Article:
Cate Blanchett's Beauty Routine: Fancy Skincare, Emu Oil and Oxygen Facials
When someone like Cate Blanchett talks to you about skincare, you listen. And not just because her complexion, at 42, is as perfect and luminous in person as it is on film (don’t get me wrong; it is). No, there’s also an intelligence that informs the way she speaks - you get the sense that this is not the type of celebrity who’d endorse any old thing for a big enough paycheck.
So it makes sense that the actress has been the face of luxury skincare brand SK-II since 2004 - and actually uses the products. To mark the debut of SK-II’s newly reformulated LXP range (the new versions featuring 8x Pitera concentrate and rose absolute are available starting this month), I joined a group of editors for a chat with Cate about the products, her routine and her beauty philosophy. Let me just say - I’ll have what she’s having.
On her long-term relationship with SK-II:
"I’ve been using [SK-II] for a long time; I think it’s about 10 years now, and I’ve been with them [as a spokesperson] for about eight. A friend of mine from London who’s a makeup artist put me onto it.
"I’ve always used the [Facial Treatment] Essence, which is I suppose the most mysterious thing in the line. And then I got into the LXP, which is great because they’ve just relaunched it. I mean, the wonderful thing about working with them is you get the products in advance, so I’ve actually been using the new serum for a couple of months, and I don’t know whether it’s because of the rose absolute - I’m not a scientist - but it’s stronger, so it’s even more hydrating than it was before.
"Having used it for a decade now, I think I’ve definitely seen the difference. I mean, time will really tell. But I think with the sun being as harsh as it is... We were away on a Christmas holiday for a week in the tropics, and I didn’t take anything with me, and I came back and I really noticed that I hadn’t been using it."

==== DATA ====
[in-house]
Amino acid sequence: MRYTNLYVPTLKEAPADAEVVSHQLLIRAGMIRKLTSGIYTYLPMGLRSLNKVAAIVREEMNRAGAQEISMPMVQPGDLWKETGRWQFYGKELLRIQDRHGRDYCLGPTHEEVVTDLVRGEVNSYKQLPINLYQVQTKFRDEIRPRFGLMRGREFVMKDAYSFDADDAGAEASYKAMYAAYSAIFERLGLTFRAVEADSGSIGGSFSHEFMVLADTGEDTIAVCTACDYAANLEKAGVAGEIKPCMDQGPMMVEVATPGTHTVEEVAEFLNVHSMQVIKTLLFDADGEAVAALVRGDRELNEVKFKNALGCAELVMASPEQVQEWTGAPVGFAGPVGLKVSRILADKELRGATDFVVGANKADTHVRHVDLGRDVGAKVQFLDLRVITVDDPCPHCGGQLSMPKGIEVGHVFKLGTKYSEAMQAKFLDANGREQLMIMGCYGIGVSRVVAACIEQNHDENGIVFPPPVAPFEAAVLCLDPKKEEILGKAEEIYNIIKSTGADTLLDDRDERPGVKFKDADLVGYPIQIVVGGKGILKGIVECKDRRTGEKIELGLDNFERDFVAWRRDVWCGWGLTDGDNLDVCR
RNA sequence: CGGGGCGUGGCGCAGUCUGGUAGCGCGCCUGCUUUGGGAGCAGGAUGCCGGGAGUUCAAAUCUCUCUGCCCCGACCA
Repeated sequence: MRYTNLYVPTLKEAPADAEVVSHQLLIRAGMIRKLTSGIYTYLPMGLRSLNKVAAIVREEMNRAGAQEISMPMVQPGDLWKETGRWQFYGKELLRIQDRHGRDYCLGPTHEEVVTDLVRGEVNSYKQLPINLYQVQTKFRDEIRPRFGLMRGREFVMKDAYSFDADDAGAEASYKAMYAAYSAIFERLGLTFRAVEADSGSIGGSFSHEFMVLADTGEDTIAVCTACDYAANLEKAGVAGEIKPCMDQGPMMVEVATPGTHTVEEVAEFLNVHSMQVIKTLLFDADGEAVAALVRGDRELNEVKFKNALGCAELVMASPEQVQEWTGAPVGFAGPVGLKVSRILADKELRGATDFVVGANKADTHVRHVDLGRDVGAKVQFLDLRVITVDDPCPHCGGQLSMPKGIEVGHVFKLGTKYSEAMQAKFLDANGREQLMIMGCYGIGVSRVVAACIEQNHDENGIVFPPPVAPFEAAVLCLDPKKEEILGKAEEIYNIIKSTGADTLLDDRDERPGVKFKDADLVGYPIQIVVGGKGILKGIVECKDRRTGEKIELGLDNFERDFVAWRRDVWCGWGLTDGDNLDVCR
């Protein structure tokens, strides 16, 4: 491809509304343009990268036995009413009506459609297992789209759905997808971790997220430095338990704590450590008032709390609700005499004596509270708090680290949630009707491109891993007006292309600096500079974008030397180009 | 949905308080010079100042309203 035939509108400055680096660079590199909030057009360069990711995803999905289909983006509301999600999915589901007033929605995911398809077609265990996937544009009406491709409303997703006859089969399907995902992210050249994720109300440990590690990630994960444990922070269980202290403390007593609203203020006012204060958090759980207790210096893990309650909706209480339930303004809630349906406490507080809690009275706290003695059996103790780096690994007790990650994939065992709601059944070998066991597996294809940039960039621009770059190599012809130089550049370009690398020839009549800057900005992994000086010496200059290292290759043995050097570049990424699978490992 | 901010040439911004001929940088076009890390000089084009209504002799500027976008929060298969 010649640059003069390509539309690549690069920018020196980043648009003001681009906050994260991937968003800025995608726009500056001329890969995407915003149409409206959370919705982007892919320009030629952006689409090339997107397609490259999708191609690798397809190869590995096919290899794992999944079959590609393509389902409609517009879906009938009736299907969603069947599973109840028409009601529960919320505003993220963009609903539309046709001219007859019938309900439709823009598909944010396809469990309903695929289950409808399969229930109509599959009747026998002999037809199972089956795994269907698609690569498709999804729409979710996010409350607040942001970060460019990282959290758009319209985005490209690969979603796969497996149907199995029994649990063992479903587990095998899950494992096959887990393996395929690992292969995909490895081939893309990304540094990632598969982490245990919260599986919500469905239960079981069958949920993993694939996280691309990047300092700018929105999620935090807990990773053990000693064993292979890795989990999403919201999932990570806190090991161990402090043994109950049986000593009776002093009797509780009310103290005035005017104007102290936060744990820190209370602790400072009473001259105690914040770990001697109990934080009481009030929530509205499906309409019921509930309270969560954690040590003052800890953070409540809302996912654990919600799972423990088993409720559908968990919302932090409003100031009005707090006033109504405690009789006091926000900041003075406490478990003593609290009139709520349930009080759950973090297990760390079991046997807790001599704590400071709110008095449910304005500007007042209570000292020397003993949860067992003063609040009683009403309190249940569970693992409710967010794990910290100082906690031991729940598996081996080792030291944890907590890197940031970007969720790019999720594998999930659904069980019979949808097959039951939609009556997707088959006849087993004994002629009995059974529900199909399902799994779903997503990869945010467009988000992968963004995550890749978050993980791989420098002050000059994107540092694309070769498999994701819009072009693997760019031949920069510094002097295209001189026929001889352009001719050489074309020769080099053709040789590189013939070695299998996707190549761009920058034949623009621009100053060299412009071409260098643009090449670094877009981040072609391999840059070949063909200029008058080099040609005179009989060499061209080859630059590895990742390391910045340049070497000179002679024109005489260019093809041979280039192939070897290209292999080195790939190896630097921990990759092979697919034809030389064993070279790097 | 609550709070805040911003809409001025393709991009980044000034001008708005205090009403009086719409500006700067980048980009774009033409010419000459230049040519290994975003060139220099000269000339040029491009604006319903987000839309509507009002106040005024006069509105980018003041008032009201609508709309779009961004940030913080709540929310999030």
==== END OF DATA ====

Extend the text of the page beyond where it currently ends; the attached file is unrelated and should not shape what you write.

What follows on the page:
She’s a fan of simple beauty secrets that have stood the test of time:
"The only other thing I use is essential oils. There’s an oil called emu oil, which in indigenous Australian culture. That’s the first oil they put onto a baby, because it’s so hydrating. And if you’ve got sunburn, or you’ve had a scar or anything, it’s incredible. So I’ll use that on my kids, and you know, on [my] elbows, so that’s the only other thing I’ll use. And pawpaw ointment. It’s all pretty basic.
"I’m very old-fashioned. I think that the old glass of lemon juice and water in the morning is a good thing. I think it keeps your system going."
On cosmetic enhancement in Hollywood:
"There’s been a decade or probably more of people really doing interventionist stuff to their faces and their bodies. And I think now we’re emerging from that - people are seeing that in fact, long term, it’s not so great. Look, I’m not sitting on a soap box telling women what they should and shouldn’t do, I just know what works for me. And I’d just be too frightened about what it means long-term. In the end, if you have all that stuff done, you know, maybe it’s different when you get to 60, but I think looking at women in their 20s doing that kind of stuff - in the end, you only see the work. And it doesn’t fill me with admiration, it fills me with pity, because you see the anxiety. But whatever works for people. I don’t think it’s just women who work in the film industry, I think it’s women everywhere. And men."
On her minimalist pre-red carpet routine:
"Usually I just fly in and fly out. Because my skin has been really balanced, since I’ve been using SK-II, I don’t really do anything else. When it gets dark on the plane, I’ll put on a whitening mask. And they’ve got great eye masks. The only other thing that I’d occasionally do if I’m just flying in is have an oxygen facial. Because at least it’s just pure oxygen, but anything else I just I’d be nervous that I’d break out. Vodka and tonic usually helps.
The best beauty advice she’s gotten:
"Usually it’s 'don’t do this.' And it’s usually from women who have done it. Which is not particularly revolutionary, but it’s don’t curl your eyelashes all the time - because they end up growing straight. Don’t overpluck your eyebrows because they won’t grow back. It’s that kind of stuff. But best beauty advice? Well, there’s certain things I won’t do. I think blue eyeshadow should only be applied by professionals. But it’s usually what not to do. Because I think we do so much to ourselves out of boredom, it’s like, do less. Read a book, have a walk."
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